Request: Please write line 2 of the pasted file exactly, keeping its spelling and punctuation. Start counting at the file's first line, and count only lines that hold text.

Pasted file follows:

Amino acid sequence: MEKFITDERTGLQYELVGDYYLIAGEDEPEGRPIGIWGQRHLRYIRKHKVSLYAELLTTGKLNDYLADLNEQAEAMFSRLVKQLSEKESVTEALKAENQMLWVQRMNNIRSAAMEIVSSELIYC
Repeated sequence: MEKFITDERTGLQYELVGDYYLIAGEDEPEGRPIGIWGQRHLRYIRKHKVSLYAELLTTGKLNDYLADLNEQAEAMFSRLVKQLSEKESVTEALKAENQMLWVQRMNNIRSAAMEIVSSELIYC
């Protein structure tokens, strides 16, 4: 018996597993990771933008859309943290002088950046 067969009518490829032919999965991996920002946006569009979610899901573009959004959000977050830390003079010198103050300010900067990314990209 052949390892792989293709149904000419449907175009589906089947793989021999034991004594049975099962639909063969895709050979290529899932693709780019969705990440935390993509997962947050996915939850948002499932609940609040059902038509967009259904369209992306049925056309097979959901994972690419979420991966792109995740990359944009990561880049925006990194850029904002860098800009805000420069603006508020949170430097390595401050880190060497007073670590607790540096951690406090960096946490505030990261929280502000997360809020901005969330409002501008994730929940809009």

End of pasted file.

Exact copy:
Repeated sequence: MEKFITDERTGLQYELVGDYYLIAGEDEPEGRPIGIWGQRHLRYIRKHKVSLYAELLTTGKLNDYLADLNEQAEAMFSRLVKQLSEKESVTEALKAENQMLWVQRMNNIRSAAMEIVSSELIYC